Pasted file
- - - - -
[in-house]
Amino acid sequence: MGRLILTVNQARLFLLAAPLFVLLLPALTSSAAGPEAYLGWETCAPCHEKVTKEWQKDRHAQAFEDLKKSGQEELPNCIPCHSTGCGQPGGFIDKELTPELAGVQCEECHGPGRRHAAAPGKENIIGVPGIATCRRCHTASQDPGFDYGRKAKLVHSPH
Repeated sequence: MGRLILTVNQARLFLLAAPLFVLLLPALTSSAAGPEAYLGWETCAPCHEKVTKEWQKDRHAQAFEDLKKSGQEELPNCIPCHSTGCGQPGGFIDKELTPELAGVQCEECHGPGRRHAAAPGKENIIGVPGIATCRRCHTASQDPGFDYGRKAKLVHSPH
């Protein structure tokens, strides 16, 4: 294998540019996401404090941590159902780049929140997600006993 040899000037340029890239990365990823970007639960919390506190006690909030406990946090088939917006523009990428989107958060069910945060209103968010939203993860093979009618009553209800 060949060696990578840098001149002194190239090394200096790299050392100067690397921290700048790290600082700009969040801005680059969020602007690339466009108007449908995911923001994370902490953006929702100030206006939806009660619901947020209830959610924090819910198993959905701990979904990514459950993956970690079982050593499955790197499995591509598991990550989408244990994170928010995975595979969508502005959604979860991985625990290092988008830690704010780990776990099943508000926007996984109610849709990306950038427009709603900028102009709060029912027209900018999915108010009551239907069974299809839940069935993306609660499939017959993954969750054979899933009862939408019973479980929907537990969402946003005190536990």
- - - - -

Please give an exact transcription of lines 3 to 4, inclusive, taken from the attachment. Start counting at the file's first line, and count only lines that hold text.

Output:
Repeated sequence: MGRLILTVNQARLFLLAAPLFVLLLPALTSSAAGPEAYLGWETCAPCHEKVTKEWQKDRHAQAFEDLKKSGQEELPNCIPCHSTGCGQPGGFIDKELTPELAGVQCEECHGPGRRHAAAPGKENIIGVPGIATCRRCHTASQDPGFDYGRKAKLVHSPH
């Protein structure tokens, strides 16, 4: 294998540019996401404090941590159902780049929140997600006993 040899000037340029890239990365990823970007639960919390506190006690909030406990946090088939917006523009990428989107958060069910945060209103968010939203993860093979009618009553209800 060949060696990578840098001149002194190239090394200096790299050392100067690397921290700048790290600082700009969040801005680059969020602007690339466009108007449908995911923001994370902490953006929702100030206006939806009660619901947020209830959610924090819910198993959905701990979904990514459950993956970690079982050593499955790197499995591509598991990550989408244990994170928010995975595979969508502005959604979860991985625990290092988008830690704010780990776990099943508000926007996984109610849709990306950038427009709603900028102009709060029912027209900018999915108010009551239907069974299809839940069935993306609660499939017959993954969750054979899933009862939408019973479980929907537990969402946003005190536990």